In the train yard, Spider-Man Noir follows Joseph Lorenzini/Hammerhead and it’s in the first fight against him that you might hit a considerable difficulty wall; Hammerhead uses a huge Gatling gun to keep you at bay whenever his lights (or the spotlights in the arena) spot even the slightest part of you. After taking cover behind walls, you must wait for Hammerhead to rotate away and run around behind him, staying wide and in the shadows, and press B when prompted to put a beating on him but the game doesn’t make this very clear and Hammerhead spots you way too easily. In the second fight, you have to avoid his machine gun fire and toss barrels at him to force him to blow up a piece of machinery with his rocket launcher, then zip up to the higher platform as he fires wildly into the fog to do big damage with a takedown, and then avoid his head-on charge to finish him off. Later, Spider-Man Noir pursues Adrian Toomes/The Vulture through the grimy streets and confronts him in a large warehouse; the Vulture is another annoying and confusing boss as he darts around slicing at you and tossing knives and you’re encouraged to use the spotlights to blind him and deal big damage but it’s unnecessarily random and difficult to get him into position to actually utilise this mechanic. When powered by the Tablet fragment, the Vulture’s claws and bite need to be avoided in first-person and then you go through the previous battle again but this time he also tosses Molotov cocktails at you (which you can cause him to drop to damage him instead). Finally, Spider-Man Noir tracks Norman Osborn/The Goblin to a warped fairground and has a number of first-person encounters with him before finally facing him inside the circus tent. The Goblin isn’t really all that, though; simply web towards him and jump over him to attack the glowing weak spot on his back, then zip up to higher ground when the lights go out to hit a takedown, before fending off his goons (or causing the Goblin to attack them himself) and avoiding the swipes from his column and pummel him when he’s stuck in the ground.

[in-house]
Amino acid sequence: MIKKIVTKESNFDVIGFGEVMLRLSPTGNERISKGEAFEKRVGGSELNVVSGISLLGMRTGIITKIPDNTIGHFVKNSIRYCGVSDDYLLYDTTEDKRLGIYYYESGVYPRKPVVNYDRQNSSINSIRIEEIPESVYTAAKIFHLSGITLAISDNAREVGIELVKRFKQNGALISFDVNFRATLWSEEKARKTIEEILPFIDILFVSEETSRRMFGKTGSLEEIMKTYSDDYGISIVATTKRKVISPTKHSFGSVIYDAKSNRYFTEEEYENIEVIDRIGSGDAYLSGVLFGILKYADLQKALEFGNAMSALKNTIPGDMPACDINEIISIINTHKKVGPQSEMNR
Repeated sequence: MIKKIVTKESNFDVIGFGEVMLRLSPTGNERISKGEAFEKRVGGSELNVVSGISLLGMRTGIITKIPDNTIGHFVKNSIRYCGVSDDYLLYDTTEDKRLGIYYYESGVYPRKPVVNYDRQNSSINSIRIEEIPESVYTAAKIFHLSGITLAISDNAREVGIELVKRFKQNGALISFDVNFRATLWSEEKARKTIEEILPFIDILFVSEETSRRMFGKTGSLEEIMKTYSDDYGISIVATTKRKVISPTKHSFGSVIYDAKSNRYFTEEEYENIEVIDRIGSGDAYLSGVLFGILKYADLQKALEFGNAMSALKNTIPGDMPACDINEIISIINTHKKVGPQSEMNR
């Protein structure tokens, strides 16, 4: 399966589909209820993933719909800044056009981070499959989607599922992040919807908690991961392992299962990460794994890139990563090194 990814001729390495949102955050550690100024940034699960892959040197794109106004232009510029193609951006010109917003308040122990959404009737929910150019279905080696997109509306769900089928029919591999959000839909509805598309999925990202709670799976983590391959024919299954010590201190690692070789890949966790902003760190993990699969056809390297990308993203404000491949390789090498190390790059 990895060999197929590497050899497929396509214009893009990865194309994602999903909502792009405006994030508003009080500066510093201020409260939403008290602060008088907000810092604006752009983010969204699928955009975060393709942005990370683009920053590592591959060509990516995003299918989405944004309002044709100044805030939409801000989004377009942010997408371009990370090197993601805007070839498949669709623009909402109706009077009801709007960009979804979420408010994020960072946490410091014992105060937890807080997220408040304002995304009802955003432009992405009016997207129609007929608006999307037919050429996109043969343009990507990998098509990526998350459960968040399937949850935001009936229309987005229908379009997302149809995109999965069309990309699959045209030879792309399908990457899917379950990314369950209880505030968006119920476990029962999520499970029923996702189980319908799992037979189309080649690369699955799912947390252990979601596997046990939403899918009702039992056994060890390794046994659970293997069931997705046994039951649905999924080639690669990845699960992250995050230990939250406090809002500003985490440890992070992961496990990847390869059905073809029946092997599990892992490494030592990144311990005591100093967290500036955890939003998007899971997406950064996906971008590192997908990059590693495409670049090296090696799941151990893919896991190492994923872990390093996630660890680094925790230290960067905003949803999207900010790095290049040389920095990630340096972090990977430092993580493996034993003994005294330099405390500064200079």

Ultimate Spider-Man’s bosses were probably the most fun and varied for me.

Ultimate Spider-Man’s first foe is Max Dillon/Electro, who he battles and pursues through a hydroelectric power plant to a huge dam; the first fight is quite annoying as Electro blasts at you with a huge laser and protects himself with an electrical field but the second bout is initially quite confusing as Electro teleports across generators and shields himself from your attacks. Soon, he drops to the floor and sends electrical blasts your way, but these leave him exhausted and vulnerable to your attacks. After fending off his electrical minions and draining his health, he’ll use the Tablet fragment to grow to gigantic properties and become invulnerable, similar to the Sandman fight. To defeat this giant Electro, you need to use your webbing on his hands to cause him to damage the dam behind him while avoiding his laser beams. When the fight switches to the other side of the dam, you’ll need to survive against the enemies he spawns and avoid his fists on an increasingly-small platform until prompted to web his head so the breached dam can finish him. While on the oil rig, Spider-Man is forced to take part in Deadpool’s warped reality show; this inevitably leads to a showdown between them that sees Deadpool teleporting around, slicing at you with his swords, and shooting at you all while his devoted fanboys rush in to join the fight. When he’s standing with a B prompt above his head, don’t web-zip over to him or else he’ll just teleport away; instead, rush over and approach from the ground to best him. After outrunning a tidal wave, you’ll battle him inside a caged arena, where he uses the Tablet to duplicate himself and rains explosive punching bags between rounds. However, simply evade these, and his attacks, and target each of his duplicates in turn and he’ll soon go down, but the final battle against Carnage is particularly striking since the creature has ransacked the Triskelion and corrupted its inhabitants into bloodthirsty monsters! In the first fight against Carnage, it leaps about the remains and wreckage of Quinjets and Helicarriers swiping and skewering you with spikes, but is perfectly susceptible to your attacks and can be dealt big damage by web-zipping it into the conveniently-placed furnaces nearby. In the second phase, Carnage encases itself in a bulbous, tentacled shield that some mechs will destroy with flamethrowers; this leads to a first-person sequence and Carnage blasting spikes, maniacally hopping around the place, and it draining your health to replenish its own if it gets hold of you!

Spider-Man 2099’s bosses tend to be very samey, tedious, and chaotic.